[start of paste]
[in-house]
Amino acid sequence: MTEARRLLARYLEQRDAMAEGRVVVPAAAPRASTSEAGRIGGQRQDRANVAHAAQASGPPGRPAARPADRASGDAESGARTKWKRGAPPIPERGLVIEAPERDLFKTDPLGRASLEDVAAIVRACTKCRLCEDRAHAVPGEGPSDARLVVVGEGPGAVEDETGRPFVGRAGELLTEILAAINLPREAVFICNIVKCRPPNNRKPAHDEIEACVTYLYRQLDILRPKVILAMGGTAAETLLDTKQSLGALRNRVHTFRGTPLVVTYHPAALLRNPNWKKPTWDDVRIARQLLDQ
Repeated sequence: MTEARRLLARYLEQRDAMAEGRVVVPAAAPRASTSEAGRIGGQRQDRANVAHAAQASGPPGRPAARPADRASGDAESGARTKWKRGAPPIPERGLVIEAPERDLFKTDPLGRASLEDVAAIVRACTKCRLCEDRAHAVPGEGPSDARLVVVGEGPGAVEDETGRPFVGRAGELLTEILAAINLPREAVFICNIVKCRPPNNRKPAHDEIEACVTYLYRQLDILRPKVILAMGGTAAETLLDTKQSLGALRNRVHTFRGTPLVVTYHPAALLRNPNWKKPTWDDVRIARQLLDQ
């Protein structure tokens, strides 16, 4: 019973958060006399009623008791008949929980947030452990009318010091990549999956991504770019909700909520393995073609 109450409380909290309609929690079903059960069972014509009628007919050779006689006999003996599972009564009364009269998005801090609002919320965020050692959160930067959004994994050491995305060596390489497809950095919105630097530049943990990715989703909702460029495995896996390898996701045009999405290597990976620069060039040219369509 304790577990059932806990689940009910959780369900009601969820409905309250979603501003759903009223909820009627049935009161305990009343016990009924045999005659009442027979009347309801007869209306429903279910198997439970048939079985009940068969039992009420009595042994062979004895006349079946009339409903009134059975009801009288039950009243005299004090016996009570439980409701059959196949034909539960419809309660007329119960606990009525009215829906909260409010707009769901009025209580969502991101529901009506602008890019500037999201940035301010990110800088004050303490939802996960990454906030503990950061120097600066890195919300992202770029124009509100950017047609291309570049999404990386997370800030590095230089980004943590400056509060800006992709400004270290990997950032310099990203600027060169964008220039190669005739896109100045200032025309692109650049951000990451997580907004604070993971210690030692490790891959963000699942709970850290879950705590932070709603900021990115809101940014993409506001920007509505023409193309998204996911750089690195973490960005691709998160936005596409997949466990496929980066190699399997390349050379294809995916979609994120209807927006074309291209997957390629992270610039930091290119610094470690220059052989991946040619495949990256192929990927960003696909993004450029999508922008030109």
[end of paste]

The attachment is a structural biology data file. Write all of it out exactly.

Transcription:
[in-house]
Amino acid sequence: MTEARRLLARYLEQRDAMAEGRVVVPAAAPRASTSEAGRIGGQRQDRANVAHAAQASGPPGRPAARPADRASGDAESGARTKWKRGAPPIPERGLVIEAPERDLFKTDPLGRASLEDVAAIVRACTKCRLCEDRAHAVPGEGPSDARLVVVGEGPGAVEDETGRPFVGRAGELLTEILAAINLPREAVFICNIVKCRPPNNRKPAHDEIEACVTYLYRQLDILRPKVILAMGGTAAETLLDTKQSLGALRNRVHTFRGTPLVVTYHPAALLRNPNWKKPTWDDVRIARQLLDQ
Repeated sequence: MTEARRLLARYLEQRDAMAEGRVVVPAAAPRASTSEAGRIGGQRQDRANVAHAAQASGPPGRPAARPADRASGDAESGARTKWKRGAPPIPERGLVIEAPERDLFKTDPLGRASLEDVAAIVRACTKCRLCEDRAHAVPGEGPSDARLVVVGEGPGAVEDETGRPFVGRAGELLTEILAAINLPREAVFICNIVKCRPPNNRKPAHDEIEACVTYLYRQLDILRPKVILAMGGTAAETLLDTKQSLGALRNRVHTFRGTPLVVTYHPAALLRNPNWKKPTWDDVRIARQLLDQ
């Protein structure tokens, strides 16, 4: 019973958060006399009623008791008949929980947030452990009318010091990549999956991504770019909700909520393995073609 109450409380909290309609929690079903059960069972014509009628007919050779006689006999003996599972009564009364009269998005801090609002919320965020050692959160930067959004994994050491995305060596390489497809950095919105630097530049943990990715989703909702460029495995896996390898996701045009999405290597990976620069060039040219369509 304790577990059932806990689940009910959780369900009601969820409905309250979603501003759903009223909820009627049935009161305990009343016990009924045999005659009442027979009347309801007869209306429903279910198997439970048939079985009940068969039992009420009595042994062979004895006349079946009339409903009134059975009801009288039950009243005299004090016996009570439980409701059959196949034909539960419809309660007329119960606990009525009215829906909260409010707009769901009025209580969502991101529901009506602008890019500037999201940035301010990110800088004050303490939802996960990454906030503990950061120097600066890195919300992202770029124009509100950017047609291309570049999404990386997370800030590095230089980004943590400056509060800006992709400004270290990997950032310099990203600027060169964008220039190669005739896109100045200032025309692109650049951000990451997580907004604070993971210690030692490790891959963000699942709970850290879950705590932070709603900021990115809101940014993409506001920007509505023409193309998204996911750089690195973490960005691709998160936005596409997949466990496929980066190699399997390349050379294809995916979609994120209807927006074309291209997957390629992270610039930091290119610094470690220059052989991946040619495949990256192929990927960003696909993004450029999508922008030109």